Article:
clock menu more-arrow no yes

Filed under:

Who makes the Pittsburgh Steelers’ All-Decade offense?

New, comments

The Hall of Fame recently released their All-Decade teams, and so we decided to do the same with the Steelers. Today, we focus on the offense.

Seattle Seahawks v Pittsburgh Steelers Photo by Justin K. Aller/Getty Images

The Pittsburgh Steelers entered the 2010’s with a 15-9 field goal kick off victory over Matt Ryan’s Atlanta Falcons and exited with a 28-10 thrashing at the hands — and legs — of Robert Griffin III and the Baltimore Ravens.

Would it surprise you if neither Steelers quarterback in those games was Ben Roethlisberger?

It was a wild decade for the Steelers, complete with a Super Bowl appearance, a loss in said game, a couple of 8-8 seasons, a few of the greatest offensive performances in team history which only culminated in playoff disappointment, the formation of the Killer B’s, the dissolution of the Killer B’s in dramatic fashion, that Patriots game, the Le’Veon Bell holdout, the Antonio Brown disaster and the Duck Hodges experience.

A lot of outstanding players competed on those squads, some of the best in team history, and two of the best players of the 2010’s, according to the NFL.

Maurkice Pouncey and Antonio Brown were the Steelers’ contribution to the All-2010’s team. While both would assuredly earn the same honor for the Steelers, who else would make the team?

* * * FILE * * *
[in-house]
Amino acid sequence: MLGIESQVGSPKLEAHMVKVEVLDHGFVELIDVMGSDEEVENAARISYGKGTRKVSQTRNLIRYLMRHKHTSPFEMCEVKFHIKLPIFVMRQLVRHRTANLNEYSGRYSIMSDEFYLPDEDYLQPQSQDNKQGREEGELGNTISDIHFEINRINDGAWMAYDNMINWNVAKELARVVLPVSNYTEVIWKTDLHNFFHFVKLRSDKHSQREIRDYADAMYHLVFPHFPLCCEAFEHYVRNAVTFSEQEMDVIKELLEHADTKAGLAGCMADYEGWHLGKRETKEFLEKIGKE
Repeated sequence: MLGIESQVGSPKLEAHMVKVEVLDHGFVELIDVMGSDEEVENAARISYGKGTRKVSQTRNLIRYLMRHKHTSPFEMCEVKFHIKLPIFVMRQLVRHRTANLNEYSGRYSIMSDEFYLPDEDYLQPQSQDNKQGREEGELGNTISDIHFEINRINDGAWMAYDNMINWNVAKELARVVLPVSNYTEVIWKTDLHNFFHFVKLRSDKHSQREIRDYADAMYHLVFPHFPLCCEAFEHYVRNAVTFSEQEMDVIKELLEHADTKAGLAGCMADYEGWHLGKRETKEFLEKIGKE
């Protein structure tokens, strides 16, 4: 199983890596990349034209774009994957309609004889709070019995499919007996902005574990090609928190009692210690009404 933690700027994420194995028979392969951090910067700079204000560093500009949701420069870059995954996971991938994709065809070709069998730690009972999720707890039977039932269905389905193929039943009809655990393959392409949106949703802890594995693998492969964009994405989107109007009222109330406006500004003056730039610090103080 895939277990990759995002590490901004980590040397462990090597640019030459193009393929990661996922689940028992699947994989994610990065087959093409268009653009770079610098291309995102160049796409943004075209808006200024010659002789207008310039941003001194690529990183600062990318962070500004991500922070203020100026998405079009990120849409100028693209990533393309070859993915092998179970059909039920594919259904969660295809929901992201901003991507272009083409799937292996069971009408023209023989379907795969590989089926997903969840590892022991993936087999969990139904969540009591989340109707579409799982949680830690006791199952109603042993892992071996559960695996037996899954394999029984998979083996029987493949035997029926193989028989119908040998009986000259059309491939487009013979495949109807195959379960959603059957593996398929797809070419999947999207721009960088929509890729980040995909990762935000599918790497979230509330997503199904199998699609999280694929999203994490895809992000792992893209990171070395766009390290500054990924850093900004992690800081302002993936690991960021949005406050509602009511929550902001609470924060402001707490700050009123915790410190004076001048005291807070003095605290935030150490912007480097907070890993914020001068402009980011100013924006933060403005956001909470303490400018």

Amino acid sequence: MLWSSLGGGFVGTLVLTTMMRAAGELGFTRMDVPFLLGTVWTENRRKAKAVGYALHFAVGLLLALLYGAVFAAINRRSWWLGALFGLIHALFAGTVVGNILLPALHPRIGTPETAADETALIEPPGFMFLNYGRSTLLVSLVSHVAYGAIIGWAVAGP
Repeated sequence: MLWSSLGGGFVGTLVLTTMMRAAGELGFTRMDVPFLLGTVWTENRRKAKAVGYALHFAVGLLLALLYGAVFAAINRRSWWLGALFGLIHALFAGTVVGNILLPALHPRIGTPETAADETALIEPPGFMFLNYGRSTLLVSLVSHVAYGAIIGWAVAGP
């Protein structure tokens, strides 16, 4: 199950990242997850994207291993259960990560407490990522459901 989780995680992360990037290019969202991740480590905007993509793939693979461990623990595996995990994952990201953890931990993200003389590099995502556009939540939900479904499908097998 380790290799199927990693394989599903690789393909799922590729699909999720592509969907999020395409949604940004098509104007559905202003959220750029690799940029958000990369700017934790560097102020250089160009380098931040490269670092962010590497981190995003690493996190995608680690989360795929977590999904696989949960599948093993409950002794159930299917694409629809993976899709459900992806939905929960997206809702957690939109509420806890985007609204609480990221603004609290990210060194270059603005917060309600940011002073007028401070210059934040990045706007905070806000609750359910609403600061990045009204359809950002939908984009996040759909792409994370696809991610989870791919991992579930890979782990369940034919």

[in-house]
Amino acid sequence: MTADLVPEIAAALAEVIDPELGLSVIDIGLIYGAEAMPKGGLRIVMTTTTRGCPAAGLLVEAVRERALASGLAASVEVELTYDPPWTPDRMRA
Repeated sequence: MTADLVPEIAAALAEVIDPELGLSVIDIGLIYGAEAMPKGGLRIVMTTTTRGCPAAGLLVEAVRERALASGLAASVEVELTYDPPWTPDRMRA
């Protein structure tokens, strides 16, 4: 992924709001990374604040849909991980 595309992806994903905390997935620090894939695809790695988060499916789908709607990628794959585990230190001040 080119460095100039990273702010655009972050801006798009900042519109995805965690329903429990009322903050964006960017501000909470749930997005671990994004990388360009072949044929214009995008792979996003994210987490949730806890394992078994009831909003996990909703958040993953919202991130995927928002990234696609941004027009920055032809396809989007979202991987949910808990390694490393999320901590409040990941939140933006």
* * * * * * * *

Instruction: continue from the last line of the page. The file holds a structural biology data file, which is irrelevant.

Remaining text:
This team is based purely on play from the 2010 through the 2019 season.


Offense

Quarterback — Ben Roethlisberger

After much thought, debating heavily between Big Ben and Duck Hodges — OK. It wasn’t that hard.

Big Ben was one of the greatest quarterbacks of the 2010’s. Playing in 131 games from 2010-19, starting 130, Roethlisberger completed 64.8% of his passes for 37,236 yards and 236 touchdowns to just 110 interceptions.

The Steelers went 84-45-1 with Roethlisberger under center during the decade, and the burly gun-slinger was a huge reason why, as his penchant for extending plays with his legs and throwing receivers open led to some marvelous moments.

This one is pretty cut and dry.

Running Backs — Le’Veon Bell, Rashard Mendenhall

This one was a little tougher. Despite lamenting how the Steelers originally passed on Eddie Lacy in favor of Le’Veon Bell — shocking the Steelers knew better than ninth grade me, I know — Bell ended up turning into arguably the best halfback in the league at his peak.

Bell played in 62 games from 2013-17, missing games with a plethora of injures and a drug suspension — damn LeGarette Blount. In that stretch, Bell rushed for 5,336 yards and 35 touchdowns on 1,229 carries. He also caught 312 passes for 2,660 yards and seven additional touchdowns.

The impact Bell had on those teams was invaluable, revolutionizing the game from the halfback position a few years before the likes of Saquon Barkley and Christian McCaffery.

The understudy proved much more difficult to decide. It really fell between Mendenhall, James Conner and DeAngelo Williams.

All three follow similar paths, with Conner and Williams each recording 900 yard seasons and not too much else, other than wonderful stories. Both are victims of limited runs during the 2010’s.

Mendenhall was the starting halfback on a Super Bowl squad and had a great season, recording a 1,273 yard, 13 touchdown campaign in 2010. While he never reached the 1,000 yard mark again, he added another 900 yard season before leaving for Arizona in 2013.

While Mendenhall might be known for his supremely costly fumble in Super Bowl XLV, he was one of the top Steelers halfbacks in the 2010’s.

Fullback — Roosevelt Nix

A solid, dependable blocker, occasional contributor to the offense and special teams ace.

Rosie Nix was the prototype of a Steelers fullback from 2015-18.

Wide Receiver — Antonio Brown, Mike Wallace, JuJu Smith-Schuster